Read the text below.
As the U.S. government built its latest stretch of border wall, Mexico made a statement of its own by laying remains of the Berlin Wall a few steps away.
The 3-ton pockmarked, gray concrete slab sits between a bullring, a lighthouse and the border wall, which extends into the Pacific Ocean.
“May this be a lesson to build a society that knocks down walls and builds bridges,” reads the inscription below the towering Cold War relic, attributed to Tijuana Mayor Montserrat Caballero and titled, “A World Without Walls.”
Shards of the Berlin Wall scattered worldwide after it crumbled in 1989, with collectors putting them in hotels, schools, transit stations and parks. Marcos Cline, who makes commercials and other digital productions in Los Angeles, needed a home for his artifact and found an ally in Tijuana’s mayor.
“Why in Tijuana?” Caballero said. “How many families have shed blood, labor and their lives to get past the wall? The social and political conflict is different than the Berlin Wall, but it’s a wall at the end of the day. And a wall is always a sphinx that divides and bloodies nations.”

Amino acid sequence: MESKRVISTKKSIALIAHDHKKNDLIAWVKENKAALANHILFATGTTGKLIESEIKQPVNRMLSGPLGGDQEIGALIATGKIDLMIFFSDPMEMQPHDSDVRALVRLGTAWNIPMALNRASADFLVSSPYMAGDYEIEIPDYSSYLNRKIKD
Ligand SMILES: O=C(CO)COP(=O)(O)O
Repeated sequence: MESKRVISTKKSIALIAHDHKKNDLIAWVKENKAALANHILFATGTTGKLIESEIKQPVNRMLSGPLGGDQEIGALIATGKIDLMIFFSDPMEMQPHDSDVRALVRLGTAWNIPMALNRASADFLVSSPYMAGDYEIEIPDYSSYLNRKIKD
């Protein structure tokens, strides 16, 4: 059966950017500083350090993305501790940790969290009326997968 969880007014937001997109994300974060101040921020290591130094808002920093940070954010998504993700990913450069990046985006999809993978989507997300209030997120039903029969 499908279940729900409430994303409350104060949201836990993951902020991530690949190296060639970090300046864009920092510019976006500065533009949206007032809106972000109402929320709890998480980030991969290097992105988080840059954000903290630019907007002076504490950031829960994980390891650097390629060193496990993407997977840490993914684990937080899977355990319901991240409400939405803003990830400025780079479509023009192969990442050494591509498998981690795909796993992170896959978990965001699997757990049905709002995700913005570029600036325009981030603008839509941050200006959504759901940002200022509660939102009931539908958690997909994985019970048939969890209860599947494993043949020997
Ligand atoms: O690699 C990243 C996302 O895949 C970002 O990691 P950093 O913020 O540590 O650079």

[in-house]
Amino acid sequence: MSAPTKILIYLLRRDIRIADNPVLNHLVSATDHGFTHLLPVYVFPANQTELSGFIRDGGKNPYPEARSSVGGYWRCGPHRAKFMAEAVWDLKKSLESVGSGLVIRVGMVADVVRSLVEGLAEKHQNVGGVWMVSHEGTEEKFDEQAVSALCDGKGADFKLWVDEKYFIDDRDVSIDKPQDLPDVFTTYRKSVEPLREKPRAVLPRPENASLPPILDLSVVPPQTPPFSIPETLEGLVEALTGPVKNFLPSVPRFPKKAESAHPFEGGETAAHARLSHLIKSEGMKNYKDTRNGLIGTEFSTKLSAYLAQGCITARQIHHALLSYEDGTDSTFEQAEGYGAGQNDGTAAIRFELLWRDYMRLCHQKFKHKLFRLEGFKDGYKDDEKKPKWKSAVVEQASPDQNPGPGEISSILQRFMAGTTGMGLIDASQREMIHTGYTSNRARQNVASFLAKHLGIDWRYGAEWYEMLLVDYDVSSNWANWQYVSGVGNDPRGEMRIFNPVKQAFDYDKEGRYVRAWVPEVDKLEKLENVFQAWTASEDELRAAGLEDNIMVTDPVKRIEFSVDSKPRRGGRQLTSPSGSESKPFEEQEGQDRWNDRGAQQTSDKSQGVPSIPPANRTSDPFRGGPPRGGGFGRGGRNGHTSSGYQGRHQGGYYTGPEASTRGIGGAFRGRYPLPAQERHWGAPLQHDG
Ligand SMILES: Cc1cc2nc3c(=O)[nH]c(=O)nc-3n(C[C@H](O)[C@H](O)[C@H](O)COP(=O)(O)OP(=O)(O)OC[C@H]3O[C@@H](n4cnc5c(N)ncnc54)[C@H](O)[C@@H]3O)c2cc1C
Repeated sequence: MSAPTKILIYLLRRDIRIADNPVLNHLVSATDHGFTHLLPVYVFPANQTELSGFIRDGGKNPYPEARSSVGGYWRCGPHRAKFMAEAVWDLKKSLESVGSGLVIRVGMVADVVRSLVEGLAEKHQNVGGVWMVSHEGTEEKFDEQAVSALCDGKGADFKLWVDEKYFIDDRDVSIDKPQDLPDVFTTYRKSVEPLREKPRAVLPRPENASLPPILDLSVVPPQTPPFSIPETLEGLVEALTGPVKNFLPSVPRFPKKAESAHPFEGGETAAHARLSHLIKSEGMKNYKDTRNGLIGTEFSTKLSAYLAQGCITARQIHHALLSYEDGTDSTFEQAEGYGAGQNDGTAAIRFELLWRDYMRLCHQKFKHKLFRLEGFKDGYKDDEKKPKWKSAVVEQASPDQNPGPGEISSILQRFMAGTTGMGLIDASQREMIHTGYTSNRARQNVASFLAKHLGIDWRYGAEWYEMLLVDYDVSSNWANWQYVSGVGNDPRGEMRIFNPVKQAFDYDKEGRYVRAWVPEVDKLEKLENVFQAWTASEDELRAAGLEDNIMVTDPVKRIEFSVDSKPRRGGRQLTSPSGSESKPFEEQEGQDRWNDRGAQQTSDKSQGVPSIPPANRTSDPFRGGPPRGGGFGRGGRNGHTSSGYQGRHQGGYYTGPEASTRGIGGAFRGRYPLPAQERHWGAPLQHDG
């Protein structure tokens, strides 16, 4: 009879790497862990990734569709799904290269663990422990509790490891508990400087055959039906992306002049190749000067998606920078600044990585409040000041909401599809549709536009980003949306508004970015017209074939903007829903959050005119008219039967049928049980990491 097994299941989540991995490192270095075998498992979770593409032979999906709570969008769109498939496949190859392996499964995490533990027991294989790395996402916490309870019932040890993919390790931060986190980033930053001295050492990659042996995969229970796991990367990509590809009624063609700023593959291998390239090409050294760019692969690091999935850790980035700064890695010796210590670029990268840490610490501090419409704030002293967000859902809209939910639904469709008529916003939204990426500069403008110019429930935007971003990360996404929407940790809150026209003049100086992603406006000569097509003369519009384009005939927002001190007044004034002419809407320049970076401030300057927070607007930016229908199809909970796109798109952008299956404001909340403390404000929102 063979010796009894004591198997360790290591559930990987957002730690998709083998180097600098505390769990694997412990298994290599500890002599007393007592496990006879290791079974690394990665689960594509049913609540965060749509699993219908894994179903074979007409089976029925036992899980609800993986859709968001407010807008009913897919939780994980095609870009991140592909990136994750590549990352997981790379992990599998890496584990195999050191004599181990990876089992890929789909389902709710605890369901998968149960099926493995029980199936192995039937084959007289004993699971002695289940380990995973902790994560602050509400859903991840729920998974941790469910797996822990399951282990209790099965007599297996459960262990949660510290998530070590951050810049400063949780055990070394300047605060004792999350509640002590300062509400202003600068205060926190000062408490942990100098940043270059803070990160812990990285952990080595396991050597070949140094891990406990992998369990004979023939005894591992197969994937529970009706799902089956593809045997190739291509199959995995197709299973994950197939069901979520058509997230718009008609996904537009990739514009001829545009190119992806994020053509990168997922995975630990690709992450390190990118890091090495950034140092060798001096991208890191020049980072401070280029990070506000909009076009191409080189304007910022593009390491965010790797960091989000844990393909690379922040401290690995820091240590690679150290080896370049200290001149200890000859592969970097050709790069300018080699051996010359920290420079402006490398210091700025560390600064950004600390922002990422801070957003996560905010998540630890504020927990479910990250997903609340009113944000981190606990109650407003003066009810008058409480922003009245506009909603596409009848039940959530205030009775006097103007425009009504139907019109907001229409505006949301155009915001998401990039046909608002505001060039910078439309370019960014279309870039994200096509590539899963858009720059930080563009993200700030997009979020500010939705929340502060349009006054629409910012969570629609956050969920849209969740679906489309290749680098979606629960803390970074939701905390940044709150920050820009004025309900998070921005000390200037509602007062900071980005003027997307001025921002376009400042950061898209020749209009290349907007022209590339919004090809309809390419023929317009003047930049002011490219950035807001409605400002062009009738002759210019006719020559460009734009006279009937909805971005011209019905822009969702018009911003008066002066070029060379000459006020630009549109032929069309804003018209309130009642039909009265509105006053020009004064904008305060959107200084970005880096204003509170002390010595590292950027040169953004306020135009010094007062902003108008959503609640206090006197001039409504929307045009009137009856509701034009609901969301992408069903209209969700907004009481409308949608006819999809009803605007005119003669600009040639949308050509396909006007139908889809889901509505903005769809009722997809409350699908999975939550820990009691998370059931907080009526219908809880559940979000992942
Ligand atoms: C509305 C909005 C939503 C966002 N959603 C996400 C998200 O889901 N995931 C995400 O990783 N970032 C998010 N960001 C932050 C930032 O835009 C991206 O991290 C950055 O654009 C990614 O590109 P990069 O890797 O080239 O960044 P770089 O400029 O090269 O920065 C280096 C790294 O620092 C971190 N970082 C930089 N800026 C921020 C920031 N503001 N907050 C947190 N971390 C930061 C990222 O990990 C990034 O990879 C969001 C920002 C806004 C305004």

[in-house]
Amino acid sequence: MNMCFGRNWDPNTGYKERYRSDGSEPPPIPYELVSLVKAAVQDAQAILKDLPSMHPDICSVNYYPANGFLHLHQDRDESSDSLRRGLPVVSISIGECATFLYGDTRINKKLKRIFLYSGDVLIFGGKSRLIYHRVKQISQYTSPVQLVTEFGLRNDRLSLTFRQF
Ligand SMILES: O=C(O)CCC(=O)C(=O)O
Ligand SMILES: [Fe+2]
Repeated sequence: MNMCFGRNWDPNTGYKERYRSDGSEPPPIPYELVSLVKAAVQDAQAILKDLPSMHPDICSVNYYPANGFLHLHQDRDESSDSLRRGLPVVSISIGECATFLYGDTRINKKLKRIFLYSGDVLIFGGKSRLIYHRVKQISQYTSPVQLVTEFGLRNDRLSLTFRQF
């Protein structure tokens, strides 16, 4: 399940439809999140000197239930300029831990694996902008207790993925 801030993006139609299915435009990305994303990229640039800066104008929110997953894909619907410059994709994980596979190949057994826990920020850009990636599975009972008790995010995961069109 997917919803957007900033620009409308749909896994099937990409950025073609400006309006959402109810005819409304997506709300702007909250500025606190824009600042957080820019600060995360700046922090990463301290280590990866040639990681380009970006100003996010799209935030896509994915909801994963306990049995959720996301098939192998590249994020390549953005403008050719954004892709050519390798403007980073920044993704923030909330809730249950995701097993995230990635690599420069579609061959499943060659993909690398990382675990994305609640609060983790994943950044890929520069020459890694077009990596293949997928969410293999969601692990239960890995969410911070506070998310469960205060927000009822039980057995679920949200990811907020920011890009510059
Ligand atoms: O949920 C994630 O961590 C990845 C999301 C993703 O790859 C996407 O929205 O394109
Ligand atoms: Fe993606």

“San Diego and Tijuana are sister cities,” said Lydia Vanasse, who works in the financial sector in San Diego and lives in Tijuana. “The wall separates us, but we are united in many ways. It would be better if there wasn’t a wall.”
Tijuana’s mayor said she understands the need for the U.S. to enforce borders and she has warm relations with U.S. officials, including Ken Salazar, the ambassador to Mexico. She said Salazar asked her to evict migrants who camped with hopes of getting asylum in the U.S. and blocked access to a U.S. border crossing in 2022. She heeded his recommendation.
Any failures at the border are a collective responsibility of governing nations, the mayor said. “We are against violence, we are against family separation, we are against division, and that’s what the wall represents,” she said.
This article was provided by The Associated Press.